The Tennessee health department, under pressure from Republican state lawmakers, is stopping all vaccine outreach to youth in the state and has been ordered to not publicize National Immunization Awareness Month in August.
According to documents obtained by the Tennessean, the staff at the health department have been ordered to remove the department’s logo from vaccine guidance targeted at adolescents and stop holding COVID-19 vaccine events on school campuses. Notably, the order to halt vaccine outreach to youths isn’t just for the COVID vaccine — it’s for all vaccines.
The health department will also no longer send postcards to teenagers reminding them to get the second dose of the COVID vaccine to avoid having the reminders “potentially interpreted as solicitation to minors,” the document distributed among health department employees says.
NewsChannel 5 also found that the health department officials were ordered last week not to even acknowledge that August is National Immunization Awareness Month — a campaign backed by the Centers for Disease Control and Prevention (CDC) and other health organizations to boost vaccination efforts for all diseases among people of all ages.
Michelle Fiscus, the head of the health department’s vaccine outreach who was fired on Monday as part of the Republican pushback against vaccines, sent an email last week to the department’s chief medical officer asking him if they could do their normal publicity for National Immunization Awareness Month. They typically do a news release, governor’s proclamation and send communications to local health departments, Fiscus wrote in her email.
“[N]o outreach at all,” the chief medical officer Tim Jones said, attributing the decision to Tennessee Health Commissioner Lisa Piercey.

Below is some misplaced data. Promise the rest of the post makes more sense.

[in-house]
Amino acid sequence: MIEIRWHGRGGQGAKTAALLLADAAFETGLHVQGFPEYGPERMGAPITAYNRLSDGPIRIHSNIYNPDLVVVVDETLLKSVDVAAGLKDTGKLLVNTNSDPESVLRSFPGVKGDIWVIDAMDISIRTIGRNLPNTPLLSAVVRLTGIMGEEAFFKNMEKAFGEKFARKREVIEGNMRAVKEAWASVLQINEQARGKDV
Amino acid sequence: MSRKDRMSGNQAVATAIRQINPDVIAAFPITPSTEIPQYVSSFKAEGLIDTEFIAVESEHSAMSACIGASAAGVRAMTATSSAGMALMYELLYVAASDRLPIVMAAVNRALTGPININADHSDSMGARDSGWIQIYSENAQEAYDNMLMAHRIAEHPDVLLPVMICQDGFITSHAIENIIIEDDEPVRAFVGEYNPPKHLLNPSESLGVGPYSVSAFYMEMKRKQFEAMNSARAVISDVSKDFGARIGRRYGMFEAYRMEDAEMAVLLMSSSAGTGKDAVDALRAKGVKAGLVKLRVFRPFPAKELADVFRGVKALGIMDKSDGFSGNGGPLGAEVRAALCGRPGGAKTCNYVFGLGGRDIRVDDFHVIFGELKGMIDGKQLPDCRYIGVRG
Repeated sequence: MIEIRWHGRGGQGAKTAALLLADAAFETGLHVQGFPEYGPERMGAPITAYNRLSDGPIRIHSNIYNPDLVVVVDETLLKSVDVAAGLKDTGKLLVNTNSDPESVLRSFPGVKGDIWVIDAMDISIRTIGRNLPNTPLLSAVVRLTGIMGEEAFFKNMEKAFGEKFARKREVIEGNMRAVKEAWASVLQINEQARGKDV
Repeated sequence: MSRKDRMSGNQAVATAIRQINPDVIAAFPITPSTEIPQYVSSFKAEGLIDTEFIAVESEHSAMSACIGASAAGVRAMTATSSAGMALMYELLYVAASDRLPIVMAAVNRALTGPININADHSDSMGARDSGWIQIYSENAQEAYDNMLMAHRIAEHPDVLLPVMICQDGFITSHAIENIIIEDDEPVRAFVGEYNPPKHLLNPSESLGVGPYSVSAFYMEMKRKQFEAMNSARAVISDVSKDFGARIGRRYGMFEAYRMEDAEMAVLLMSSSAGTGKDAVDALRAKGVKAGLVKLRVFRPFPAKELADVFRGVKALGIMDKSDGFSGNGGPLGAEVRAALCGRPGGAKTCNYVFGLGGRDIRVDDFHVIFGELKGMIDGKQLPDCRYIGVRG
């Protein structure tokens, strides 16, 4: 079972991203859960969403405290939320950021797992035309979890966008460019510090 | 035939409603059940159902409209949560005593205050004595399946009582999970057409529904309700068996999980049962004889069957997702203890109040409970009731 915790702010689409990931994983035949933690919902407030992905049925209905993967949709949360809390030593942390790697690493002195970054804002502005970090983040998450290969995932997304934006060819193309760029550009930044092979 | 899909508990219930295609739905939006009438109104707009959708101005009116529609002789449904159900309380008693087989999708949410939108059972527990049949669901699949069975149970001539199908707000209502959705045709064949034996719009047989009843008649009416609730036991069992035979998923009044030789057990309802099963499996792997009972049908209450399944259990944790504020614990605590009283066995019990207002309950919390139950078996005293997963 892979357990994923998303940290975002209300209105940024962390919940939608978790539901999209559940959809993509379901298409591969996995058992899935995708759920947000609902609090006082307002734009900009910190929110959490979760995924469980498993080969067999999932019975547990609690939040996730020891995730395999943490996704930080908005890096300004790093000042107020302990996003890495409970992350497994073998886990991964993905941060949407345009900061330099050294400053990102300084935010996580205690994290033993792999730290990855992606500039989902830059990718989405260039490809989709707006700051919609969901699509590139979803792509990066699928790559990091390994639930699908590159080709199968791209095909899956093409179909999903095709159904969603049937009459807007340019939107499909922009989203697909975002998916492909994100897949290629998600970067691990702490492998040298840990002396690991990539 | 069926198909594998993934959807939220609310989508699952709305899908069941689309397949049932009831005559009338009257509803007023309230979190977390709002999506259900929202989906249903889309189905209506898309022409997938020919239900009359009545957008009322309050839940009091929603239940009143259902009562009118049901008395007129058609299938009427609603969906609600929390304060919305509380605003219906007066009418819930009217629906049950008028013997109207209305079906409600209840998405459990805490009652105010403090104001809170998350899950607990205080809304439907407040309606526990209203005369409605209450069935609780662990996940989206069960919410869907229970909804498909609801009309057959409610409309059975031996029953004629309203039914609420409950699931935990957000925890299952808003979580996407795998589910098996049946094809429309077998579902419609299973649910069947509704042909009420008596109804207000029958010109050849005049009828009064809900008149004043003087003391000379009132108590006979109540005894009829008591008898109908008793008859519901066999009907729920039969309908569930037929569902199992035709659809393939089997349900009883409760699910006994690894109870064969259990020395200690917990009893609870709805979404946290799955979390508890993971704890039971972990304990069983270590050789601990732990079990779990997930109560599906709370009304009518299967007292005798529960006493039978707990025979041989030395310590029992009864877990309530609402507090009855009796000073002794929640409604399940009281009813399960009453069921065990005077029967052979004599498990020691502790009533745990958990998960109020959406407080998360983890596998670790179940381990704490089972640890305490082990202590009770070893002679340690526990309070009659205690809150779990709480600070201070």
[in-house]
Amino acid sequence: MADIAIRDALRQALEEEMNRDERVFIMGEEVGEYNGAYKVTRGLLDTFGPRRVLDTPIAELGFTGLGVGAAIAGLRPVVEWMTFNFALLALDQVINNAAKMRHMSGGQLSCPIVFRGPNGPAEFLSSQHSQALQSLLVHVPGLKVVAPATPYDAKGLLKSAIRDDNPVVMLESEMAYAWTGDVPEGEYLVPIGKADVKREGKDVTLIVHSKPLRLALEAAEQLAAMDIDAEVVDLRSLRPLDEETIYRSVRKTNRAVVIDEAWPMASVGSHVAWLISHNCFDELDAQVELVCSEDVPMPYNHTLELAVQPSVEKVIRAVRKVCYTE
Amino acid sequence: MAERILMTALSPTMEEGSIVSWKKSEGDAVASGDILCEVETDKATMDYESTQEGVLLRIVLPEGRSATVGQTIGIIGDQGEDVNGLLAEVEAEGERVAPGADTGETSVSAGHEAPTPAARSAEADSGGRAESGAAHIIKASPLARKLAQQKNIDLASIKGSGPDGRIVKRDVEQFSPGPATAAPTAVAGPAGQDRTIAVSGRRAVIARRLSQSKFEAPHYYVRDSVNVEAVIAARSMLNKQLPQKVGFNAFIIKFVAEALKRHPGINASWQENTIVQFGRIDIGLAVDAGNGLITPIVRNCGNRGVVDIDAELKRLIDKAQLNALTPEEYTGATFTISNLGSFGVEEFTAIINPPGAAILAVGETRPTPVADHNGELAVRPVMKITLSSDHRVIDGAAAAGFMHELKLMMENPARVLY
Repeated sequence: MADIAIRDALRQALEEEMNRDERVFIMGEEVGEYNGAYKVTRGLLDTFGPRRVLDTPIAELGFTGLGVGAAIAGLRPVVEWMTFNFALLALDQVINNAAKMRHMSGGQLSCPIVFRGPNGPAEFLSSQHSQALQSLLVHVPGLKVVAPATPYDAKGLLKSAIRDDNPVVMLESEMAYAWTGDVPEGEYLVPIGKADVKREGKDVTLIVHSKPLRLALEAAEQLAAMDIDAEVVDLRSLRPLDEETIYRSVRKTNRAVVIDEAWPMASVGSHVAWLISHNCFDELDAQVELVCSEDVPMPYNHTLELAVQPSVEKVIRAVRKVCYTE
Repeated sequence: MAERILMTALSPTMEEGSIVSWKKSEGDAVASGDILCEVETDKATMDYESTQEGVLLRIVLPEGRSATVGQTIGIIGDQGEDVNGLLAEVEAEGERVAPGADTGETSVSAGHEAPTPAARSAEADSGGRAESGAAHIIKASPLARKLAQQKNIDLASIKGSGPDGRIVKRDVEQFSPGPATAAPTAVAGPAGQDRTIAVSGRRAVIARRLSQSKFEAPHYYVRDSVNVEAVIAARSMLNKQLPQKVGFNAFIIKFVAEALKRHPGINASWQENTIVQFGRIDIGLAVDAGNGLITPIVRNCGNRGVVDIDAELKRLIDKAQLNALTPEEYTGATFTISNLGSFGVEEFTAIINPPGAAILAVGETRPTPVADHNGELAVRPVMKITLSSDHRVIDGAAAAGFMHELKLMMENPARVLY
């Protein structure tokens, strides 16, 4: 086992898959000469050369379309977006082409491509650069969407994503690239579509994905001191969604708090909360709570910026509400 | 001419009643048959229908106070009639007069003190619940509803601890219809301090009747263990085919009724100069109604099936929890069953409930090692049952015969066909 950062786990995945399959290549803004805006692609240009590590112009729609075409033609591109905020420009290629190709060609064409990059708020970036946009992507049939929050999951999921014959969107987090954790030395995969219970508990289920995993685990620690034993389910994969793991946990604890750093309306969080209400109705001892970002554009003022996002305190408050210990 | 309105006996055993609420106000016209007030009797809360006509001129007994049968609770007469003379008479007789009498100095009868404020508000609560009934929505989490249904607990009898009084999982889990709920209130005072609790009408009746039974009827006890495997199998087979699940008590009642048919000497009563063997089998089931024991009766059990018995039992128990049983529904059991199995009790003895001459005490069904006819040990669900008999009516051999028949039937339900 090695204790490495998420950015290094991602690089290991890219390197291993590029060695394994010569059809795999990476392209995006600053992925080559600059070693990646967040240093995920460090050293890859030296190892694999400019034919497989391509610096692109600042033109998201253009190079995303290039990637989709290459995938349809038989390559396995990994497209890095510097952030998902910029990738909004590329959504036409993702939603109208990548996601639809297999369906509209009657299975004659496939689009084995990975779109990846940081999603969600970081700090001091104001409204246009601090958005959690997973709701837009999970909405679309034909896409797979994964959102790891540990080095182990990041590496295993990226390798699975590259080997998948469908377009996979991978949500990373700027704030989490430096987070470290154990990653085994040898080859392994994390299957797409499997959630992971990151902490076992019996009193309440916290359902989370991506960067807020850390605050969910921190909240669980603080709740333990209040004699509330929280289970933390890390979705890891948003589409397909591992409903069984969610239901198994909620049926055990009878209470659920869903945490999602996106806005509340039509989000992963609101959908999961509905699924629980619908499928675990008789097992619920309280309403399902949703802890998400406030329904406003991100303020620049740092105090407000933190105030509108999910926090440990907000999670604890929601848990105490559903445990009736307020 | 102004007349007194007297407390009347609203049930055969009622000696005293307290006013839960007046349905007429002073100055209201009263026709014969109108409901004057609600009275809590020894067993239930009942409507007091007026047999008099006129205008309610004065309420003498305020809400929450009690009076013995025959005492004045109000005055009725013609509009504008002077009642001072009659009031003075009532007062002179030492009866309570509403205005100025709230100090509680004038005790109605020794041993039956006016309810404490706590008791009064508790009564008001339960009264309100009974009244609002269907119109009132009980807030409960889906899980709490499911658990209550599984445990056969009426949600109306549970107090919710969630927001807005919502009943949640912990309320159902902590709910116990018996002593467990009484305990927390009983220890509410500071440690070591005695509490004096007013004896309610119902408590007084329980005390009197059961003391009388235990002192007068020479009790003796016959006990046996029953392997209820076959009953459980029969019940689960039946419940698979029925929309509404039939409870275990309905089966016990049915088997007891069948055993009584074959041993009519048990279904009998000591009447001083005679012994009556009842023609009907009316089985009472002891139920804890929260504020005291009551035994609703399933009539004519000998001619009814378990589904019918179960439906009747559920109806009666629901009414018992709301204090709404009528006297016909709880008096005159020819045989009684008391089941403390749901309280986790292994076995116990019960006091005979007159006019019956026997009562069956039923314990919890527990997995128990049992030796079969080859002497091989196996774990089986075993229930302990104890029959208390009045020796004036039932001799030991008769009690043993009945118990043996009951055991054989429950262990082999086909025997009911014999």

Piercey was also reportedly behind the decision to halt vaccine outreach to kids.
The Tennessee health department’s moves come as Republicans across the country and in the state have massively politicized vaccinations. Conservatives in Tennessee have put the health department in their crosshairs, calling the department “reprehensible,” accusing it of “peer pressuring” students into being vaccinated and even threatening to dissolve the entire health department and reconstituting it, presumably with people more amenable to their dangerous agenda.
Fiscus, in a scathing letter following her termination, wrote that she was fired for doing her job to provide information and education on vaccines. “Each of us should be waking up every morning with one question on our minds: ‘What can I do to protect the people of Tennessee against COVID-19?’. Instead, our leaders are putting barriers in place to ensure the people of Tennessee remain at-risk, even with the delta variant bearing down upon us.”
“I was told that I should have been more ‘politically aware’ and that I ‘poked the bear,’” wrote Fiscus in a memo she sent in the spring clarifying vaccine guidance for kids.
Though Republican state Gov. Bill Lee covertly got his COVID shot in March, GOP lawmakers in the state have been on a tirade against the vaccine. Conservative, white citizens of the state, in turn, are hesitant to accept the vaccine, according to health department polling. Meanwhile, in April, Governor Lee joined other Republicans across the country in pushing back against mandating vaccine records.
Fiscus expressed frustration over the politicization of the vaccine. “I have been terminated for doing my job because some of our politicians have bought into the anti-vaccine misinformation campaign rather than taking the time to speak with the medical experts,” Fiscus continued. “I am afraid for my state.”
Health experts and Democrats in the state have expressed concern over Fiscus’s firing. “A well-respected member of the public health community was sacrificed in favor of anti-vaccine ideology,” state Sen. Raumesh Akbari told NPR.
Tennessee has been lagging behind the rest of the country in vaccination rates. While nationally, 48 percent of the country has been fully vaccinated and 56 percent of people have received at least one shot, only 38 percent of the state has been fully vaccinated, and 43 percent have received at least one dose.
The state’s health department has estimated that, at the current pace, the state won’t reach 50 percent of its population fully vaccinated until March of next year. Meanwhile, as the Delta variant surges through the state, the state’s COVID case rate has risen a whopping 429 percent over the past two weeks, far higher than the national average of 109 percent.